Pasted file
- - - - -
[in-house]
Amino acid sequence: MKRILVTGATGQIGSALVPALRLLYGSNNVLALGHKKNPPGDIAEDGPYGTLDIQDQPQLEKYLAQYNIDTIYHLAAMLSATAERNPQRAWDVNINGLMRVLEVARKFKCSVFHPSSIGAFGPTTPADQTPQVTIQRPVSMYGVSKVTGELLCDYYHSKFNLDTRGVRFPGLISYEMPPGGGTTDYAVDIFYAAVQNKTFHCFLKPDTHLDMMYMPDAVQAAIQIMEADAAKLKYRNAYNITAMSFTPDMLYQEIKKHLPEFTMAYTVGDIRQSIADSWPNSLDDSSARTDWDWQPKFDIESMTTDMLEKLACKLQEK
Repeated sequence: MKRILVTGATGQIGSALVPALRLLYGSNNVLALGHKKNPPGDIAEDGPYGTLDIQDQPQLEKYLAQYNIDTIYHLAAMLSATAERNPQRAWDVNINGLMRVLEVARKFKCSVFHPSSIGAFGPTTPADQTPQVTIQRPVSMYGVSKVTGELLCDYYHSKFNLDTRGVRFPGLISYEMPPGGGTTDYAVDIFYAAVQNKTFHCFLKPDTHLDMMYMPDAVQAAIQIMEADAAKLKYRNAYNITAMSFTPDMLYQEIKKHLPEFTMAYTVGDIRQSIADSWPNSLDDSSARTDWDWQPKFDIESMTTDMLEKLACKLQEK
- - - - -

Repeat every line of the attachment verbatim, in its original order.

[in-house]
Amino acid sequence: MKRILVTGATGQIGSALVPALRLLYGSNNVLALGHKKNPPGDIAEDGPYGTLDIQDQPQLEKYLAQYNIDTIYHLAAMLSATAERNPQRAWDVNINGLMRVLEVARKFKCSVFHPSSIGAFGPTTPADQTPQVTIQRPVSMYGVSKVTGELLCDYYHSKFNLDTRGVRFPGLISYEMPPGGGTTDYAVDIFYAAVQNKTFHCFLKPDTHLDMMYMPDAVQAAIQIMEADAAKLKYRNAYNITAMSFTPDMLYQEIKKHLPEFTMAYTVGDIRQSIADSWPNSLDDSSARTDWDWQPKFDIESMTTDMLEKLACKLQEK
Repeated sequence: MKRILVTGATGQIGSALVPALRLLYGSNNVLALGHKKNPPGDIAEDGPYGTLDIQDQPQLEKYLAQYNIDTIYHLAAMLSATAERNPQRAWDVNINGLMRVLEVARKFKCSVFHPSSIGAFGPTTPADQTPQVTIQRPVSMYGVSKVTGELLCDYYHSKFNLDTRGVRFPGLISYEMPPGGGTTDYAVDIFYAAVQNKTFHCFLKPDTHLDMMYMPDAVQAAIQIMEADAAKLKYRNAYNITAMSFTPDMLYQEIKKHLPEFTMAYTVGDIRQSIADSWPNSLDDSSARTDWDWQPKFDIESMTTDMLEKLACKLQEK